Image via Steam

The Final Fantasy series attempted its first true open world with Final Fantasy XV, but sadly, as colossal as its map is, totaling 1,813km2 (700mi2), the majority is locked behind invisible walls or is otherwise inaccessible. Almost half of it goes by in some train windows or exists as a large body of water separating two levels. The ability to transform the Regalia limousine into a plane alleviated some of the closed-off nature of the map, but to truly experience the entire world, download the Removed Collisions mod (and excuse the spicy screenshots). 

5. The Crew

Image via Ubisoft

Racing games need lots of space for your fast car to show its stuff. The Crew gave players a scale version of the entire United States to explore, with 4,921km2 (1,900mi2) of the play area and even more miles of roadway to tear up. It wasn’t the best game ever, either as an open world or racing title, but there was some fun to be had putting the pedal down and driving for what could seem like hours, and usually was.

4. Microsoft Flight Simulator (2020)

Image via Steam

A monumental feat of technology, Microsoft Flight Simulator uses satellite imagery and other publicly available data to simulate not just a large country but the entire planet Earth at a one-to-one scale, all 510,072,000km2 (196,940,000mi2) of it. There are tens of thousands of real-world airports to land at, and some of the most prominent were built in-game by developers rather than composited based on images. To say you could lose lifetimes in this game is an understatement, but if you want the ability to travel literally anywhere on our home world, this is one of the best ways to do it.

3. Minecraft

Image via Mojang

Yes, we’re cheating a little bit here, with Minecraft releasing in 2011, but you could argue the game is almost as relevant today as it was in those early years. It’s also just as huge, at more than billions of km2/mi2, or 18 times the size of Earth. As a procedurally generated world, it’s next to impossible to reach its outer limits through regular play. Modders have been able to, of course, and the game can technically create millions and billions of miles of playable area, but how much it makes is dependent on your hardware. Like the final two games on our list, size is almost irrelevant to Minecraft, as it’s so unbelievably large as to be effectively infinite. For non-modded play, at least.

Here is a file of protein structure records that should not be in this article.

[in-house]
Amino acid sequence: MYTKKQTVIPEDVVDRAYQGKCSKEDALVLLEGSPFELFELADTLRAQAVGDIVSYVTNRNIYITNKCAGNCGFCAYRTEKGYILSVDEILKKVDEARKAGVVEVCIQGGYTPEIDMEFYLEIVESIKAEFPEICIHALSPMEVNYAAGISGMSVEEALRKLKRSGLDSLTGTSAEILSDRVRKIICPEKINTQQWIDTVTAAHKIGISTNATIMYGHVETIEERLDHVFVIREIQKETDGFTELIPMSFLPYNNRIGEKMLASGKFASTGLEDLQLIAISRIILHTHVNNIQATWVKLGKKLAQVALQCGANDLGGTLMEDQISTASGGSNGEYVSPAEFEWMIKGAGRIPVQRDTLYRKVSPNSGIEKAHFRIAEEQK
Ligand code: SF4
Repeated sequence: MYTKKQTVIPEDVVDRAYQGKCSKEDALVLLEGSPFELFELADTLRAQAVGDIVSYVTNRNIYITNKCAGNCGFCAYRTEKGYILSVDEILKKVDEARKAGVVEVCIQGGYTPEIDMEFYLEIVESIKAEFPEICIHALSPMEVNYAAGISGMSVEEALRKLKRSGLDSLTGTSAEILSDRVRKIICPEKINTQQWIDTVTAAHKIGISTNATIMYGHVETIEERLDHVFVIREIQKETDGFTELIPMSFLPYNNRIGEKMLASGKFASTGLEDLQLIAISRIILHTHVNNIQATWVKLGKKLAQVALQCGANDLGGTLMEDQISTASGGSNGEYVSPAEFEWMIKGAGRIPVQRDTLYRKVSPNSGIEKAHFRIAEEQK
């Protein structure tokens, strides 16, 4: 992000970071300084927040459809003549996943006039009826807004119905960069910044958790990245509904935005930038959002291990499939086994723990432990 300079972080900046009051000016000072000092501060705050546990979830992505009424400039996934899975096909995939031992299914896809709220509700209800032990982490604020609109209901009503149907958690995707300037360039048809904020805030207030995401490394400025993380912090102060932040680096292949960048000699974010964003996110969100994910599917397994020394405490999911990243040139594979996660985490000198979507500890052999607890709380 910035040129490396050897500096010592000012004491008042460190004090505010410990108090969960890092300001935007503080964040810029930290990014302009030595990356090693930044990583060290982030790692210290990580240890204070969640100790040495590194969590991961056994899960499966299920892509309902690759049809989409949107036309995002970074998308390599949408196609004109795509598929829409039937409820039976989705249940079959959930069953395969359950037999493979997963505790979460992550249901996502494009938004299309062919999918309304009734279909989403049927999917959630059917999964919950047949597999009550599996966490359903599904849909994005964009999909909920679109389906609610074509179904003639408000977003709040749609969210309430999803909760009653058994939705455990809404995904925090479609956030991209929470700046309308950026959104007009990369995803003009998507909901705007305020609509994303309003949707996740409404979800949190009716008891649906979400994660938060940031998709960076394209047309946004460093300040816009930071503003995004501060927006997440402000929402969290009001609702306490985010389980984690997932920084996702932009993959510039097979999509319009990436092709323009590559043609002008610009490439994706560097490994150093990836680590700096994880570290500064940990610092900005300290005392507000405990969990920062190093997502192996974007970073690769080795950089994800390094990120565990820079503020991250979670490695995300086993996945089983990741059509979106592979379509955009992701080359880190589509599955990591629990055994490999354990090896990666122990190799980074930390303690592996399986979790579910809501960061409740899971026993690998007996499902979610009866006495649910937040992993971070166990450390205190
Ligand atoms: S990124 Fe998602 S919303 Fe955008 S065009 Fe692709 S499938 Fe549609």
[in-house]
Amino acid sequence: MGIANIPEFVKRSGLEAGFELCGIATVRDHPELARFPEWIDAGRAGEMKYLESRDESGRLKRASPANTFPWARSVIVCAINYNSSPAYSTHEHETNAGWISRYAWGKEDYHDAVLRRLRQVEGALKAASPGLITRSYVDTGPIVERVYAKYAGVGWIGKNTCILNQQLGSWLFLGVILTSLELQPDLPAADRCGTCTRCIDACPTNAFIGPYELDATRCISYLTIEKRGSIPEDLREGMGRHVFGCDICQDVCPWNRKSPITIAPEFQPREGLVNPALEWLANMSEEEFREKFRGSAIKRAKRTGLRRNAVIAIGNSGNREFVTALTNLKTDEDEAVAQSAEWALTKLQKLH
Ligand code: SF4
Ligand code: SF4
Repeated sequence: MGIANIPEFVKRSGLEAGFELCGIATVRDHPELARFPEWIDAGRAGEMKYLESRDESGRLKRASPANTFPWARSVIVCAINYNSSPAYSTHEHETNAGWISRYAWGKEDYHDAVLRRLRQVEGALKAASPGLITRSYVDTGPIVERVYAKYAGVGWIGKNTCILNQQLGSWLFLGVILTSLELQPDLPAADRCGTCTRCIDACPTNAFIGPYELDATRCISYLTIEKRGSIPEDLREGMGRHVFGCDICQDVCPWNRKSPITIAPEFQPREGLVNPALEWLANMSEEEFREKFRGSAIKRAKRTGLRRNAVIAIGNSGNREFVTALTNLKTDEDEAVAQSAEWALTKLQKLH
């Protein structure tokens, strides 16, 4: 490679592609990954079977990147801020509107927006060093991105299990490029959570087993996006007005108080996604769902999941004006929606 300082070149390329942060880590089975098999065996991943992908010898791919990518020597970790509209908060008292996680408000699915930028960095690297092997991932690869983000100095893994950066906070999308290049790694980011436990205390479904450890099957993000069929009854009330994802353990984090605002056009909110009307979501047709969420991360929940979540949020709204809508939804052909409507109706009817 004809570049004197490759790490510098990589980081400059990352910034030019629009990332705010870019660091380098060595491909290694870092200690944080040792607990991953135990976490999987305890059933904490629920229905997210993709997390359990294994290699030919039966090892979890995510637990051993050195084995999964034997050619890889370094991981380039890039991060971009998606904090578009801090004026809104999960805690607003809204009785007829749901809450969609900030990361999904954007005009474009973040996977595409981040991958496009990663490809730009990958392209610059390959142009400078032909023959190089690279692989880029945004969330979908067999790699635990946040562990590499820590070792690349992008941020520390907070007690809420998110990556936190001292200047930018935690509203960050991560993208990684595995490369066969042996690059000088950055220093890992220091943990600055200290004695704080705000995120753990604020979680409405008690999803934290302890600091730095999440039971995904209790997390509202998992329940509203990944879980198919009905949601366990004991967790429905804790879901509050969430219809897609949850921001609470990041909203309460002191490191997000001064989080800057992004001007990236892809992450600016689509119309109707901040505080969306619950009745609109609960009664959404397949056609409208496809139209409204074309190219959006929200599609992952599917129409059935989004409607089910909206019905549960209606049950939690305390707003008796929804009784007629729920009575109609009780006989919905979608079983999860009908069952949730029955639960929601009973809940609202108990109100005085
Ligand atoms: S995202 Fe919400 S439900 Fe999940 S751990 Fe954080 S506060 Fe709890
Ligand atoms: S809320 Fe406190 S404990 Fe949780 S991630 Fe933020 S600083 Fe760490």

2. Elite: Dangerous

Image via Frontier

Elite Dangerous isn’t for everyone. The universe you inhabit is filled with dangers, real and artificial, and its size is mindboggling — 400 billion star systems strong — that it is impossible to explore even a fraction of a percent in a human lifetime. The settled systems, however, are rife with the possibility of profit, whether you’re dealing in legal or illicit goods and services. The gameplay is also on the more hardcore side, attempting to more accurately simulate what it would be like to pilot a starship in the distant future. Even landing at a station takes concentration and skill, let alone winning a dogfight or trafficking in contraband.

1. No Man’s Sky

Screenshot by Hello Games

Probably the largest world gaming will ever see, thanks to the procedural application of a complex mathematical equation, No Man’s Sky isn’t just big. It’s not just massive. It is, quite literally, impossible to conceive of how much space there is in space at five quintillion star systems. That doesn’t matter if it’s here in the neon-colored version or in our reality. Its dedication to scale meant that, on release, No Man’s Sky was less a game and more a set of procedural skyboxes, and it would take Hello Games five years to bring the title to meet some of its potential in one of the most admirable displays of dedication in recent memory. That doesn’t excuse how it released back in 2016, but spending even a few hours exploring the vastness of space is now worth the effort.

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John Schutt
John Schutt is a contributing writer at Gamepur focusing on guides, particularly of the shooter and Souls-like variety. He is a fan of just about any RPG. John has been an active part of Game Journalism since 2010, and is determined to continue his journey on that path.